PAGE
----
Environmental sustainability is a much debated topic nowadays, and it has gained greater public attention. Despite this, little is known about what are the principles for being environmental friendly when on the move. Here are some very important practical guidelines to remember when travelling abroad.
Green travel is for everyone – yes, even for you! You don’t need to be an ageing, bearded hippie or an alternative-type backpacker to travel responsibly. With a bit of time and effort, and a few tricks, all travellers can behave in an environmental-friendly and sustainable manner.
Here are our best-practice tips for "going green":
•Choose your tour company wisely. Even if you go on a package holiday, you can promote responsible tourism. Look at the provider you’re about to choose, and ask yourself if they’re committed to sustainability.
Do they regular publish reports on corporate social responsibility? Have they got an official environmental policy? Do they book stays in "green" accommodation and locally owned housing?
If they’ve got an eco-label or have recently won a sustainability award, check out this feature, too. Sometimes, such prizes and seeming quality standards can be mere promotion tools. Always look at the actual guidelines they follow.
•Research your transportation options. If you do need to travel by plane, see which airlines are particularly interested in fuel efficiency, and don’t forget to donate to a CO2 compensation policy. However, you should opt to go by train or bus if you can.
Once arrived at your destination, make sure to walk as much as possible, to use the public transport network, or to borrow a bike. If you have to rent a car in order to get around, search for models that run on hybrid fuel or bio-diesel. If the latter aren’t available, a fuel-efficient vehicle is still a good option!
•When packing your suitcase, reduce waste and weight. Often, you’ll buy new items for your journey. Remove their packaging material and recycle it properly. Moreover, heavy luggage requires more fuel to transport. Not to mention it’s very cumbersome to haul around! You’ll do yourself and the environment a favour if you pay attention to what you bring along.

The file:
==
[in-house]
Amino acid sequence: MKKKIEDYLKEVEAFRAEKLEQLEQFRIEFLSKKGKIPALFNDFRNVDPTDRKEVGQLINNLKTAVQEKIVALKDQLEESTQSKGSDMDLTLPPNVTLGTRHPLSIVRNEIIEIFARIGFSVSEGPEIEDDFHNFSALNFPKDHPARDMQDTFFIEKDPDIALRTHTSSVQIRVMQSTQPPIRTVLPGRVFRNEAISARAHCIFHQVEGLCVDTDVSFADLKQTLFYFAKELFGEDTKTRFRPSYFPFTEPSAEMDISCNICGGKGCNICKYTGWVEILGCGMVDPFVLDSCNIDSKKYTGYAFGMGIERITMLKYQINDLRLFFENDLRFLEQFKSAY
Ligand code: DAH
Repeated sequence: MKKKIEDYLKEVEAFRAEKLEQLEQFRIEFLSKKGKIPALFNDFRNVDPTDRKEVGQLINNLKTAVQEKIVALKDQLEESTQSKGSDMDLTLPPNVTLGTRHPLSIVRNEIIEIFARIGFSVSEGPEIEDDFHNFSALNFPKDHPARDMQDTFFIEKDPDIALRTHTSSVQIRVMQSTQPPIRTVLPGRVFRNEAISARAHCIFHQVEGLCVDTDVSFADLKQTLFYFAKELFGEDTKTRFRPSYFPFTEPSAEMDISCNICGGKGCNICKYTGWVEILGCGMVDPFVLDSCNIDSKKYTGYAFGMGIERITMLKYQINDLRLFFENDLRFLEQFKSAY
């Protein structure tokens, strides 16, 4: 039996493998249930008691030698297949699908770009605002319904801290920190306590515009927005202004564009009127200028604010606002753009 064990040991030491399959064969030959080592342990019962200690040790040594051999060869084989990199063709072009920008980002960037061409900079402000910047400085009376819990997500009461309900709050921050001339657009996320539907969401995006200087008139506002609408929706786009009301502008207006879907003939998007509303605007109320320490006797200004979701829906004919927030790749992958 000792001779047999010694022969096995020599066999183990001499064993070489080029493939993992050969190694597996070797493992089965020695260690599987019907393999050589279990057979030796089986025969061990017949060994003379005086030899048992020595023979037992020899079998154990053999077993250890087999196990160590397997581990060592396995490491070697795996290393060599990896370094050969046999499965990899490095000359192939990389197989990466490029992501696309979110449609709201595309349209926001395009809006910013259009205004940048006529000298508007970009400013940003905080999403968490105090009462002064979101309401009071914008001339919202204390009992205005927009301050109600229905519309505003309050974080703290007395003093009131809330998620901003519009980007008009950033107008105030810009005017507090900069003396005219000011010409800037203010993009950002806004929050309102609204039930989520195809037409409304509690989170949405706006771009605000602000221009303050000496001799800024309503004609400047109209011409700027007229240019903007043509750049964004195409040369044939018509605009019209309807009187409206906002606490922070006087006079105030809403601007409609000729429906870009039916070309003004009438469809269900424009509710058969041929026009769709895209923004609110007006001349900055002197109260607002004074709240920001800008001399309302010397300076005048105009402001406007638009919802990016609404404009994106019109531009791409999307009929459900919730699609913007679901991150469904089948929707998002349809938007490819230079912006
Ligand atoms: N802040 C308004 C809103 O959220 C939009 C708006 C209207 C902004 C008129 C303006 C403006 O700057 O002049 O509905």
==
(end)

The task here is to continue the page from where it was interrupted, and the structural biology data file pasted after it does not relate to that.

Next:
Reusable items, such as battery chargers, shopping bags, or lunch boxes, come in handy. With regard to clothing, choose quick-dry, non-wrinkly fashion, so you can rinse or clean the clothes yourself, if necessary. In hot climates, natural fibres like cotton or linen will let you breathe easy and not get soaked with sweat immediately.
Last but not least, pack some organic toiletries and cleaning agents in small refill bottles. This is especially important if you travel to remote locations without a well-stocked supermarket round the nearest corner.
•Finally, remember your last preparations before leaving. Adjust your central heating and your water heater to cut down on energy costs, especially if you plan to stay abroad for a long period. Close the windows, turn off all lights, and unplug your electronics as well. Except for the fridge, obviously! If you stock any perishable food that might soon go bad, ask your friends or neighbours if they want it instead.
•While enjoying your dream vacation, watch what you buy and what you eat. For example, shop at local markets for local produce, or buy organic food whenever possible. Reducing your meat consumption also to help decrease your carbon footprint. This might be a good opportunity to have at least one “veggie day” per week.
Moreover, if you go shopping during your holiday, make do without superfluous packaging material or unnecessary plastic bags. When choosing souvenirs for your friends, try to buy authentic arts and crafts – but beware of anything made from exotic animal products! No matter how pretty they look, things like ivory figurines or tortoiseshell ornaments contribute to endangering protected species.
In general, do your best to support local businesses and restaurants rather than international corporations or globalized fast food chains.
•Sustainable travel isn’t only about the environment: It’s also essential to respect the local culture, especially if you explore remote locations or developing countries. Don’t be an "ugly tourist" stereotype, but read up on intercultural issues and appropriate etiquette instead.
Having at least some basic knowledge of the local language is a definite bonus. It might not be enough for living in a foreign country, but a few polite phrases tend to go a long way.
•Be critical as far as “voluntourism” is concerned, though. The trend of participating in NPO projects abroad certainly stems from laudable intentions. However, such efforts are often more about making the travellers feel good than about helping the people they should benefit.
If you are interested in this kind of "green travel", study the project very carefully. As an alternative, you could just make a donation to another organization that’s active in the same community; this money then goes towards paying a professional aid worker or hiring local employees.